Looking at the map below, there's really nowhere for ISIS elements within Ramadi to go, which means it'll be a bloody operation... but it'll be decisive. (In short, they won't get to retreat to another stronghold to strike back later, and that's critical to not having Ramadi go back-and-forth forever.)

It won't end quickly like Sinjar, but now that the Army is in the thick of it, the end is in sight.

In other good news, after a few backs-and-forths, the Army secured Baiji and areas north, which means they're wide open to head towards Mosul once they finally figure out Fallujah.

More to come soon, but I figured you guys hadn't heard about this one yet. Promising stuff on Syria, Russia-Syria, Russia-Turkey, etc.

Tuesday, August 18, 2015

Per Predictions, Round III of Ukraine War Begins for Mariupol

With ongoing wars in the Middle East, it's easy to forget the Ukraine conflict.

If you're outside of Ukraine, that is.

Russian-backed separatists violate the Minsk II protocols almost daily, usually through quick attacks that kill civilians or idle Ukrainian soldiers. Sometimes there are dozens of violations in a single day.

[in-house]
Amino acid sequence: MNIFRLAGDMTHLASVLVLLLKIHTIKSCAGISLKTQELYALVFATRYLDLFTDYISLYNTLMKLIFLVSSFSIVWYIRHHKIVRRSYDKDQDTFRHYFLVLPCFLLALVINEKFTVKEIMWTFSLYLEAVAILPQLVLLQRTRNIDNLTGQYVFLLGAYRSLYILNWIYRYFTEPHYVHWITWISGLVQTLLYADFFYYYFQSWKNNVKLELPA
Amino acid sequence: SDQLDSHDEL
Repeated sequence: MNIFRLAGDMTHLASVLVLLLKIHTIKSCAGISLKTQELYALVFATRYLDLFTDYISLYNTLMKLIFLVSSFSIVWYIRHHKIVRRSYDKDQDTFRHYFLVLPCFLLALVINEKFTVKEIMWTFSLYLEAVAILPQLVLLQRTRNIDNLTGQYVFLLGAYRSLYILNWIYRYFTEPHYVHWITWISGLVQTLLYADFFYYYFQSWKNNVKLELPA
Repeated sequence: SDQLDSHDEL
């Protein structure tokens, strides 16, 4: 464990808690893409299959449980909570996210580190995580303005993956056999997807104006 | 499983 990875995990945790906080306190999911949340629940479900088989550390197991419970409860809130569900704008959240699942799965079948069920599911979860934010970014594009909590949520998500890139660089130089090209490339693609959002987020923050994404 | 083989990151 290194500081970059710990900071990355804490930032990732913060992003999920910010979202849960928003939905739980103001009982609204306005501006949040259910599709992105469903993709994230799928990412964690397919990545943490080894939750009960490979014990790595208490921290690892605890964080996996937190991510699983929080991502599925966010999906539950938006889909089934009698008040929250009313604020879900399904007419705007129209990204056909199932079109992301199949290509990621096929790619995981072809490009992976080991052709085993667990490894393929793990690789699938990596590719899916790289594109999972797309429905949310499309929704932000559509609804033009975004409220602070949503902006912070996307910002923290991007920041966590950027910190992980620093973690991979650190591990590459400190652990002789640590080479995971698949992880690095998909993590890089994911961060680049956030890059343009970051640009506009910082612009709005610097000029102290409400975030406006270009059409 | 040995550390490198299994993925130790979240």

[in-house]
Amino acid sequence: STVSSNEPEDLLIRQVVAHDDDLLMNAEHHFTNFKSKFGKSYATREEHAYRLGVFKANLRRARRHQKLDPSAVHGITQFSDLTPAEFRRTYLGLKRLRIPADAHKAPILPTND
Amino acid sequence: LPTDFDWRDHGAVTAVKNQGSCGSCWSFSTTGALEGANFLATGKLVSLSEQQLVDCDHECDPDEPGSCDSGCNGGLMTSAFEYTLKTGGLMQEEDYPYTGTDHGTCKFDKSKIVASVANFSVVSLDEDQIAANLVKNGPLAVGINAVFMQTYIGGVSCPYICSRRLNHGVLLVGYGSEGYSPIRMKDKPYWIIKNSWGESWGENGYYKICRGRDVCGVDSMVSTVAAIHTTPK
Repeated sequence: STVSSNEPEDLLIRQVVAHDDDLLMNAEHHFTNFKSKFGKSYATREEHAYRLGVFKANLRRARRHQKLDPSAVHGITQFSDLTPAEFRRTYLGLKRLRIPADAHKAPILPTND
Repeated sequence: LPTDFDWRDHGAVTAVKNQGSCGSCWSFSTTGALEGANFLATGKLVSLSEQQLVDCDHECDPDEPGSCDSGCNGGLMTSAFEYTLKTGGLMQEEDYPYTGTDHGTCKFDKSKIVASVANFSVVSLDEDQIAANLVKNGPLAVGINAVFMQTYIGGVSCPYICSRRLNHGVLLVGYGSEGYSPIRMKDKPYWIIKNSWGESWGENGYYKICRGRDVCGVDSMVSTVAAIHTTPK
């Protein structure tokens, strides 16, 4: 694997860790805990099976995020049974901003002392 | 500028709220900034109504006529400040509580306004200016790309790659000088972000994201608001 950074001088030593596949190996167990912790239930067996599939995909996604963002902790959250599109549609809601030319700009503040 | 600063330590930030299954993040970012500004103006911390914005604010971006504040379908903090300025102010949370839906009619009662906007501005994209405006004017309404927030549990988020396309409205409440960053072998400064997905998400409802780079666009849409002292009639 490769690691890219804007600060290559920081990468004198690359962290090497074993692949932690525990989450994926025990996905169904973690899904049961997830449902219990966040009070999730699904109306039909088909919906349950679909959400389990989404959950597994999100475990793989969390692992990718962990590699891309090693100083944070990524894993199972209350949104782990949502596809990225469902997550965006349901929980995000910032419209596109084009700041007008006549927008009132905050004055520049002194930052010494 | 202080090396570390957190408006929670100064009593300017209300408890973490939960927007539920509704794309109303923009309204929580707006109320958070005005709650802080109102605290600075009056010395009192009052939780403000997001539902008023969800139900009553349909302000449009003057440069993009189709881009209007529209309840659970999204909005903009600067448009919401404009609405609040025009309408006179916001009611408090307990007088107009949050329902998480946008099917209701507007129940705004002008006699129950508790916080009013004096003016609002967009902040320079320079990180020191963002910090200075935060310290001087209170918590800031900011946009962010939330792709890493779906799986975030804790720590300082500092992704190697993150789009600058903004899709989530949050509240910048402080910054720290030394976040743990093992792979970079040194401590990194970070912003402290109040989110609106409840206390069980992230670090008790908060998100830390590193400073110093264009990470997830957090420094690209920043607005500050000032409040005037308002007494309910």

Over the weekend, separatists shelled the outskirts of Mariupol, killing a few people and wounding perhaps ten, using Russian-provided artillery. The pickup in activity around Mariupol comes alongside the massing of about 50,000 Russian troops on the Ukrainian border.

It's not particularly surprising: Mariupol is about 45% ethnically Russian and was a site of a number of pro-Russian protests, as well as fighting during the Donbass war. We've been predicting that it was next on the hit list since Minsk II was signed, largely because it would provide a major port city to a pro-Russian separatist state (resembling something like Abkhazia.

It's not yet clear how hot the fighting will get, and when. Russia is heavily dependent on propaganda to keep fervor whipped up among its citizens and foreign supporters. These shellings may be a probe (where plausible deniability is higher than a full attack) or an attempt to cause Ukraine to react heavily enough to "justify" another Russian incursion--a tactic that was used to great effect in the South Ossetia war. Shelling had picked up a few months ago before quieting down, and Ukraine may be simply gritting its teeth and trying to wait it out, rather than allowing itself to be goaded into giving Russia an excuse to return to Ukraine in force.